Suddenly, the white car was pulling back alongside me and I saw the driver’s red, angry face.
“You can’t ride your bike right now, go home!” Because he was Italian he was gesturing as he yelled and his car jerked towards me. “I’m going to tell the police and they’ll give you a big fine! I’m going there right now. You should stay at home!”
It went on for a few minutes while I looked ahead and tried not to panic. I was acutely aware he was the only person I’d seen on that road and I remembered hearing crazy stories of people in the supermarkets bickering over a piece of gorgonzola or the last hand sanitizer. And rumors of a Rimini man who panicked and attacked people around him after the Coronavirus landed in Italy. After just a week in quarantine people were losing their minds. And as of yesterday, Italy’s Prime Minister Giuseppe Conte had extended the quarantine with no specified end date.
With screeching tires the man dropped back and pointed his car towards Modigliana. I thought about returning, too because I was a bit shaken up but I didn’t want another run in with that man. So, I quickened my cadence on the one road to Tredozio to reach the forest above where cars didn’t go generally speaking. For the remainder of the ride, my heart pounded like an angry fist on a door every time a car passed me.
By the time I’d climbed above Tredozio I relaxed a bit and it struck me that we’re all reacting to this situation differently. I was dealing with it by biking while that man was responding by yelling at me for doing it.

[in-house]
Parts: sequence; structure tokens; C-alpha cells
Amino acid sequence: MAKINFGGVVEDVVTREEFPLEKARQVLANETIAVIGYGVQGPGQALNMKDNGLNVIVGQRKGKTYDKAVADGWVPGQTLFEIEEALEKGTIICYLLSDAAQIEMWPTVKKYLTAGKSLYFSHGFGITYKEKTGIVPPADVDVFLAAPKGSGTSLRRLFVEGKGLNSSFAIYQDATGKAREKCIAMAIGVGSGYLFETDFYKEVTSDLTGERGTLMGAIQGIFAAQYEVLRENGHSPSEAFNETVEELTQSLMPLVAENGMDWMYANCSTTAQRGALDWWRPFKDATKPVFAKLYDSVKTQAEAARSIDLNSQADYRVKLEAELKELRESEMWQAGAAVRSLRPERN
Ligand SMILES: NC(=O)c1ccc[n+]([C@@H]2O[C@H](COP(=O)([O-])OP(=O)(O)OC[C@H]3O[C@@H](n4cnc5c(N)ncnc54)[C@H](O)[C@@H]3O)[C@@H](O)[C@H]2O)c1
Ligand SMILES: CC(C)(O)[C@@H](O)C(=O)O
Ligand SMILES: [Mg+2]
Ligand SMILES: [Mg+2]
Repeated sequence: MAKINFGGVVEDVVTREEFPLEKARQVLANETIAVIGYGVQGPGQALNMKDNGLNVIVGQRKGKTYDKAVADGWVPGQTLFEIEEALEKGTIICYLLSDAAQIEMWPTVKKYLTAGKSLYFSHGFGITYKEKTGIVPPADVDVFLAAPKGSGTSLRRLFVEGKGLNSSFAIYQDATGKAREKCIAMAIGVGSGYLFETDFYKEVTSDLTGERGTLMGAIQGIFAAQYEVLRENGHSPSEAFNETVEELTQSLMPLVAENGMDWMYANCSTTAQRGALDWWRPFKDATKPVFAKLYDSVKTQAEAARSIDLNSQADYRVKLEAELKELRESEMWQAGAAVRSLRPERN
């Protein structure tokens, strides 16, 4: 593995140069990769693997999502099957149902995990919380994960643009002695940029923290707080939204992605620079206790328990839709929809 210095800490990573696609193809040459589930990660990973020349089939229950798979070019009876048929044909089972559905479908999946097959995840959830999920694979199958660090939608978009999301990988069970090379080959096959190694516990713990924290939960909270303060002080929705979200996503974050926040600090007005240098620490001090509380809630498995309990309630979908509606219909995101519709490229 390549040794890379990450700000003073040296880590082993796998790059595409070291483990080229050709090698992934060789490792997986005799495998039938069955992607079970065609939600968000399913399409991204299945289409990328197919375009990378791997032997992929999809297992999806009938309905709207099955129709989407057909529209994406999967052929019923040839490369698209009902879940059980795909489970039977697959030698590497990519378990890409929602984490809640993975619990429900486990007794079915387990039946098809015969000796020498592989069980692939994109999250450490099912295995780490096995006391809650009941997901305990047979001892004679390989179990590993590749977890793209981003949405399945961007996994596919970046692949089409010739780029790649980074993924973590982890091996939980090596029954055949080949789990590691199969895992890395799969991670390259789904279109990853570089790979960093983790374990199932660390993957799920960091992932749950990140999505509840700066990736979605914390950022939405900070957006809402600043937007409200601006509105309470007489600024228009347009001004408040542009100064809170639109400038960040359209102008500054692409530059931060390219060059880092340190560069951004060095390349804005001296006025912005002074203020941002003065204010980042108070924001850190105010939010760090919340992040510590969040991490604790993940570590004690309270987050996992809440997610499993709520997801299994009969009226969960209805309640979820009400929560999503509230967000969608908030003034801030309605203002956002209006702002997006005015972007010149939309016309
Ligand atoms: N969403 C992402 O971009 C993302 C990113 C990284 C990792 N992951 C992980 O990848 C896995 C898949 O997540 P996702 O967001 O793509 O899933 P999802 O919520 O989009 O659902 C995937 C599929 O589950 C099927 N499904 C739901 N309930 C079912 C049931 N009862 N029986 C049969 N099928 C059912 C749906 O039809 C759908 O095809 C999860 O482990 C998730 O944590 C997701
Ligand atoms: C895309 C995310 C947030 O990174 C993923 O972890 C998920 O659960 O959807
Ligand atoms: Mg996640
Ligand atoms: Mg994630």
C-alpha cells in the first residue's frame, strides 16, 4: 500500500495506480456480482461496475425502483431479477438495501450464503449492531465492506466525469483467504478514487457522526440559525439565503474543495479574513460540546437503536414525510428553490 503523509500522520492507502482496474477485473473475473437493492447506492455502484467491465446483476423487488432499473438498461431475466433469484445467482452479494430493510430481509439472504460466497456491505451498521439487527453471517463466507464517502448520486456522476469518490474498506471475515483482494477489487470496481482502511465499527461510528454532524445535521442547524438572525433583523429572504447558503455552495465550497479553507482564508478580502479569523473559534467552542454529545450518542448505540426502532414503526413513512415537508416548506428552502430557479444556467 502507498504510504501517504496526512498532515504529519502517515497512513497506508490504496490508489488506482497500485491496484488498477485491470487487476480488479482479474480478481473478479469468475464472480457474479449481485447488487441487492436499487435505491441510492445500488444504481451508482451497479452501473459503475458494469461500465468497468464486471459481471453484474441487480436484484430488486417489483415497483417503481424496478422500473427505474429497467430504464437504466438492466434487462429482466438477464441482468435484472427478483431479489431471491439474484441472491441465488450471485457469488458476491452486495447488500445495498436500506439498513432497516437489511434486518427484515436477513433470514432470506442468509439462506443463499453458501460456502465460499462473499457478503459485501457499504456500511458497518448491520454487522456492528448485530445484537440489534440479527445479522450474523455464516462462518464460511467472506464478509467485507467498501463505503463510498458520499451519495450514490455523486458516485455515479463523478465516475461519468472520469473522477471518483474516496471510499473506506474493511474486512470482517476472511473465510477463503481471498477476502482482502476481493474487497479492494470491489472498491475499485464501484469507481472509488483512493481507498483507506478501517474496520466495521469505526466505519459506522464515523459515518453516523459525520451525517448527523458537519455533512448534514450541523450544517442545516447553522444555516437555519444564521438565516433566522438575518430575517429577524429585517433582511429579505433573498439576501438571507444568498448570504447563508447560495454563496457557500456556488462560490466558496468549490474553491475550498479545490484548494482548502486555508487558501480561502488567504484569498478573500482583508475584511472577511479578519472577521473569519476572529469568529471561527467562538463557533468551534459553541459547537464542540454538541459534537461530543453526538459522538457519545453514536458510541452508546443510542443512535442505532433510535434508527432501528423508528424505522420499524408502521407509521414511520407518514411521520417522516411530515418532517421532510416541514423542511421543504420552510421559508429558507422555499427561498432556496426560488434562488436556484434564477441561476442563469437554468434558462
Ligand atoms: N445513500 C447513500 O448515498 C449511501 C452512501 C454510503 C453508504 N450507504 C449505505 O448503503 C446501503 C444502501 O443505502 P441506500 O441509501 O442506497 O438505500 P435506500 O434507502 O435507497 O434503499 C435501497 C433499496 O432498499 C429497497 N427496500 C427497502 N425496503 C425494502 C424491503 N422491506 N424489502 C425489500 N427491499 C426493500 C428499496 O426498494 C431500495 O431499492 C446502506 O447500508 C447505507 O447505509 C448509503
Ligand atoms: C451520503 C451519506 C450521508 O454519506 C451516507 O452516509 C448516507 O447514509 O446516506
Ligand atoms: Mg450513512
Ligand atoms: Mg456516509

The air became quite cool at the top of Monte Busco where the climb leveled off at about 800 meters (2400 feet). Next to a whitewashed restaurant and hotel that was buttoned up like a fine dress shirt, I applied a jacket, long-fingered gloves and leg warmers for the descent. I could almost pretend everything was normal up there because the peace I found was the same as it always was.
Two minutes down the road I pulled off by the little volcano always burning beneath a mound of scorched rocks. I felt its heat on my legs as I ate my mortadella e scamorza affumicata wrap and gazed at the boundless expanse of the Apennines.
A cold breeze soon chased me back down a road that coiled like a snake and whose pavement was warped and buckled by the elements.
At the bottom I hung a left without bothering to check both ways because the roads were so quiet I could’ve heard someone drop a fork on their tile floor back in Faenza. I descended through hushed Portico di Romagna where I’ve nibbled many a top notch piadina after a long day on the river. I passed Casanova, Rocca San Casciano, Casone, Dovadola and Pieve Salutare, sleepy mountain towns that still seemed ominous because even the ubiquitous clink of caffé porcelain was missing.
Down from Rocca San Casciano I passed two guys running (over a meter apart from each other) in the middle of the highway. That’s something you do when things have changed so much that you are dead certain there are no cars to run you over.
Today my roommate was laughing at the cyclist tan lines I perfected on that ride but they’re going to fade now. Aside from extending the quarantine, the government has confined us all within 150 meters (492 feet) of our homes. How fortunate then that I saw the silent roads and heard the singing birds from the seat of my bike one last time for awhile now.